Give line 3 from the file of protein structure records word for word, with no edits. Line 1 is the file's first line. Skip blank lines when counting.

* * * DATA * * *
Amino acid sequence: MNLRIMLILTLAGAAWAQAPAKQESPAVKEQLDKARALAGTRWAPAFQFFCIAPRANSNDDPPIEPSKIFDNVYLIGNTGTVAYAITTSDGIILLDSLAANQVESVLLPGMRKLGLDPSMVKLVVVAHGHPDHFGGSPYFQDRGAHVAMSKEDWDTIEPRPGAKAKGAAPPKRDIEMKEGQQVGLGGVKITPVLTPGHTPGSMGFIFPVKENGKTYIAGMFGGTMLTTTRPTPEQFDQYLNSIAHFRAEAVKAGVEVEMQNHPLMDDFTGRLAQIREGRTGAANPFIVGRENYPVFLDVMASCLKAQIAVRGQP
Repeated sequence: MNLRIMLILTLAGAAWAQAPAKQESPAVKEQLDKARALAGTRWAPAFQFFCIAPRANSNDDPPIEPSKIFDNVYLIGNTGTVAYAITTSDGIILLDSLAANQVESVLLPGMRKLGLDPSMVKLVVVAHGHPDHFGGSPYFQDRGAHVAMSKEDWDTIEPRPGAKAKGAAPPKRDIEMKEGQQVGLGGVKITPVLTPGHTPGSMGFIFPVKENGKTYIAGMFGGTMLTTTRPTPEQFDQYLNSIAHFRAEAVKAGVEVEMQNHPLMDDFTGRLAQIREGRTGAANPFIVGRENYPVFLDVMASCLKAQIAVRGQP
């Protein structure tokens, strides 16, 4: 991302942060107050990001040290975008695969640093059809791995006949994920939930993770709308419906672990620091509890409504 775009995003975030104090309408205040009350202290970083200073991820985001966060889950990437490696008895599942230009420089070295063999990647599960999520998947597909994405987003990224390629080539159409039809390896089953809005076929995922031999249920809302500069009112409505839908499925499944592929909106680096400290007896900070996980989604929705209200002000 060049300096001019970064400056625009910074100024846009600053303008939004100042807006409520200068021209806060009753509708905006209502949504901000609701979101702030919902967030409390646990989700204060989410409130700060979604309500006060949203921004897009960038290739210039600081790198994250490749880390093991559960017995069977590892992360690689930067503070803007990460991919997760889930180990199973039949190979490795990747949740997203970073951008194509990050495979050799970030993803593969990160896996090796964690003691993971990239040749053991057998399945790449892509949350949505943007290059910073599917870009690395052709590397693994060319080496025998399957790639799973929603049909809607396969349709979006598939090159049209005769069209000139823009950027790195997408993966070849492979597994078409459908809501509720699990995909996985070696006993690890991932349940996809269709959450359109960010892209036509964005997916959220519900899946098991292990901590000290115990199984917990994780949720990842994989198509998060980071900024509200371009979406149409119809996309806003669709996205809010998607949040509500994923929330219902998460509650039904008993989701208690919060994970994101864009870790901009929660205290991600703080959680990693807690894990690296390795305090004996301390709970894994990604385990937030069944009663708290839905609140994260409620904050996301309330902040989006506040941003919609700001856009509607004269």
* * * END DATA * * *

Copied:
């Protein structure tokens, strides 16, 4: 991302942060107050990001040290975008695969640093059809791995006949994920939930993770709308419906672990620091509890409504 775009995003975030104090309408205040009350202290970083200073991820985001966060889950990437490696008895599942230009420089070295063999990647599960999520998947597909994405987003990224390629080539159409039809390896089953809005076929995922031999249920809302500069009112409505839908499925499944592929909106680096400290007896900070996980989604929705209200002000 060049300096001019970064400056625009910074100024846009600053303008939004100042807006409520200068021209806060009753509708905006209502949504901000609701979101702030919902967030409390646990989700204060989410409130700060979604309500006060949203921004897009960038290739210039600081790198994250490749880390093991559960017995069977590892992360690689930067503070803007990460991919997760889930180990199973039949190979490795990747949740997203970073951008194509990050495979050799970030993803593969990160896996090796964690003691993971990239040749053991057998399945790449892509949350949505943007290059910073599917870009690395052709590397693994060319080496025998399957790639799973929603049909809607396969349709979006598939090159049209005769069209000139823009950027790195997408993966070849492979597994078409459908809501509720699990995909996985070696006993690890991932349940996809269709959450359109960010892209036509964005997916959220519900899946098991292990901590000290115990199984917990994780949720990842994989198509998060980071900024509200371009979406149409119809996309806003669709996205809010998607949040509500994923929330219902998460509650039904008993989701208690919060994970994101864009870790901009929660205290991600703080959680990693807690894990690296390795305090004996301390709970894994990604385990937030069944009663708290839905609140994260409620904050996301309330902040989006506040941003919609700001856009509607004269």